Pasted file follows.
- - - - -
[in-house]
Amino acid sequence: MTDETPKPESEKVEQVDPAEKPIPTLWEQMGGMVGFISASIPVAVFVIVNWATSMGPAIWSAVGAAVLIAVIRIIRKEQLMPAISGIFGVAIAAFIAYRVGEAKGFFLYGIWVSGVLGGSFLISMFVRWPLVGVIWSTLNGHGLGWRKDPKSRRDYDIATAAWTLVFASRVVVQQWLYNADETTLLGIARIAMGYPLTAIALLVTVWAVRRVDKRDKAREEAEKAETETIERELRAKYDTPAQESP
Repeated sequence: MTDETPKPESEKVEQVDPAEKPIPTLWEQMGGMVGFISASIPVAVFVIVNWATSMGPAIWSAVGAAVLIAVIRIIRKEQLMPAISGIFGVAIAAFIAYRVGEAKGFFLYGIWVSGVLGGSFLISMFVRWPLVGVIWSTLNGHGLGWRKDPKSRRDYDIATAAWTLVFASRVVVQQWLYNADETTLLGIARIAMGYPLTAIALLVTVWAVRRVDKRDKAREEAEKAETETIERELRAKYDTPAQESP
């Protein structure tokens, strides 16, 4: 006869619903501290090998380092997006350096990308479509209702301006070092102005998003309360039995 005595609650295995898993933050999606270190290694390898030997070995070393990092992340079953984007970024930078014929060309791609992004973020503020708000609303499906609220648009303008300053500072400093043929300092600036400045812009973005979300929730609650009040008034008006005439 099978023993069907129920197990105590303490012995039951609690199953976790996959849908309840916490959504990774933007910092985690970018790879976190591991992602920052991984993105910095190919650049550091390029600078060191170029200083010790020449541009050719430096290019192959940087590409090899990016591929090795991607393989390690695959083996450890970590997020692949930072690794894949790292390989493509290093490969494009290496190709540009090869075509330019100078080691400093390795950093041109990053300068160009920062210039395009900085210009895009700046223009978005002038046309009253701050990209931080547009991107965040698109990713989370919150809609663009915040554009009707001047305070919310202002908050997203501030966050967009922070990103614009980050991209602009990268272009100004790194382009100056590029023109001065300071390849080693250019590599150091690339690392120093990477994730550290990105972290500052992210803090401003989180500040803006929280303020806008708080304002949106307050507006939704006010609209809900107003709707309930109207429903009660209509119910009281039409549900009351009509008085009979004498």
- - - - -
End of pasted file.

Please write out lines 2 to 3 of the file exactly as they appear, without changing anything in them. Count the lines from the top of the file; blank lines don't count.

Amino acid sequence: MTDETPKPESEKVEQVDPAEKPIPTLWEQMGGMVGFISASIPVAVFVIVNWATSMGPAIWSAVGAAVLIAVIRIIRKEQLMPAISGIFGVAIAAFIAYRVGEAKGFFLYGIWVSGVLGGSFLISMFVRWPLVGVIWSTLNGHGLGWRKDPKSRRDYDIATAAWTLVFASRVVVQQWLYNADETTLLGIARIAMGYPLTAIALLVTVWAVRRVDKRDKAREEAEKAETETIERELRAKYDTPAQESP
Repeated sequence: MTDETPKPESEKVEQVDPAEKPIPTLWEQMGGMVGFISASIPVAVFVIVNWATSMGPAIWSAVGAAVLIAVIRIIRKEQLMPAISGIFGVAIAAFIAYRVGEAKGFFLYGIWVSGVLGGSFLISMFVRWPLVGVIWSTLNGHGLGWRKDPKSRRDYDIATAAWTLVFASRVVVQQWLYNADETTLLGIARIAMGYPLTAIALLVTVWAVRRVDKRDKAREEAEKAETETIERELRAKYDTPAQESP